"Foreign Direct Investment and Collective Intellectual Property Protection in Developing Countries" - Journal of Economic Behavior & Organization, 149: 389-412, 2018. (PDF)
Abstract: This paper analyzes spillovers associated with intellectual property rights (IPRs) in developing countries, and investigates how these spillovers influence the desirability of IPRs reform. I provide evidence that foreign direct investment (FDI) flows into a developing country are positively associated with IPRs in that country, as well as IPRs in adjacent developing countries. This finding suggests the presence of multilateral effects related to IPRs that existing analyses do not account for. I develop a general equilibrium international product cycle model to accommodate these effects, and use the empirical sample to calibrate the model. I find that the short-run benefits of unilateral IPRs reform spills over to neighboring countries, creating an individual incentive to maintain weak IPRs. However, reciprocal IPRs reform improves welfare among all reforming countries. I argue that this finding suggests a novel justification of international IPRs agreements among developing countries; by preventing free-riding behavior, these agreements allow mutual benefit through collective policy action.
"Complementarity in Public and Private Intellectual Property Enforcement; Implications for Product Quality"
Abstract: I examine the relationship between publicly provided enforcement of intellectual property (IP) rights and an authentic producer's strategies to influence entry of non-deceptive counterfeit products. I consider investment in supplemental private IP enforcement, as well as endogenous quality of both the authentic and counterfeit product. In this context, I show that the authentic product's quality is non-monotonic in public IP enforcement. When public IP enforcement is low, the authentic firm optimally accommodates counterfeit entry by choosing low private enforcement and relatively high product quality. However, under high public enforcement, the firm deters entry through high private enforcement and a reduction in quality. This relationship creates a non-monotonic relationship between public enforcement and social welfare, and an inefficiently low level of enforcement in equilibrium. I highlight the policy implications of this equilibrium inefficiency.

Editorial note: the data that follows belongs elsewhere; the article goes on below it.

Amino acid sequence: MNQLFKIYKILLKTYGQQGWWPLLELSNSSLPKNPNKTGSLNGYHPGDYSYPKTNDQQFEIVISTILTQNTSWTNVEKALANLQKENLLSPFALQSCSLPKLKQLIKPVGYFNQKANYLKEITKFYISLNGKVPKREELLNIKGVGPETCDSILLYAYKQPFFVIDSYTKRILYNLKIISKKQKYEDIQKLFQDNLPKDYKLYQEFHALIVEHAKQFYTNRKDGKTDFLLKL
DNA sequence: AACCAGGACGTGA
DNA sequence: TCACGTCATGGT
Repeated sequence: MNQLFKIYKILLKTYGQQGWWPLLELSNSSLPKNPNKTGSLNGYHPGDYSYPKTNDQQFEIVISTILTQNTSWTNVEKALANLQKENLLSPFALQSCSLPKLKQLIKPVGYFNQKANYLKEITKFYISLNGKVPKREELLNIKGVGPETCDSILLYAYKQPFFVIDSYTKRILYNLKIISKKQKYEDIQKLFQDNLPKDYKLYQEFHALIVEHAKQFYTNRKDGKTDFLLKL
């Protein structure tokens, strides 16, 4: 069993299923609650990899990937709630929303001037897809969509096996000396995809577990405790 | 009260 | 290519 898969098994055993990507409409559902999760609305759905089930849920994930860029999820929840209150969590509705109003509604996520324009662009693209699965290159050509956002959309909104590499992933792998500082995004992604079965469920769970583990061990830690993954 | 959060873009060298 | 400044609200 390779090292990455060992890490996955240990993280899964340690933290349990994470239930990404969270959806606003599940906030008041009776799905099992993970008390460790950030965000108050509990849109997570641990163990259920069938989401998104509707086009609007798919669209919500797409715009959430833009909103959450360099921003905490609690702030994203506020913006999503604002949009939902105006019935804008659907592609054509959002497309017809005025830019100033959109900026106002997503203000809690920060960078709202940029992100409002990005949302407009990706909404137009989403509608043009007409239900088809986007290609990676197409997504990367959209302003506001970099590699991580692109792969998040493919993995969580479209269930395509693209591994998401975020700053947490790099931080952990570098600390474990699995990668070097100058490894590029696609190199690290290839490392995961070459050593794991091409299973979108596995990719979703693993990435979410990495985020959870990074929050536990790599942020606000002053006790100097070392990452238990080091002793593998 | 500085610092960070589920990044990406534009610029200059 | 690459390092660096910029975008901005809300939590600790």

"Establishment Productivity Convergence and the Effect of Foreign Ownership at the Frontier"
Abstract: I estimate establishment level total factor productivity (TFP) convergence using panel data from India's manufacturing sector from 2001-2015. I examine the presence of foreign owned establishments within each industry's productivity frontier, and allow for the speed of productivity convergence to differ based on the ownership composition of the frontier. While I find statistically and quantitatively significant overall conditional convergence to the frontier, I show that convergence to the foreign owned component of the frontier is markedly slower, suggesting differences in the nature of technology transfer from highly productive domestic and foreign firms. I argue my general approach reconciles the previously disconnected findings of negligible spillovers from foreign direct investment in developing countries, despite evidence of positive productivity convergence and the substantial presence of foreign firms in the productivity frontier.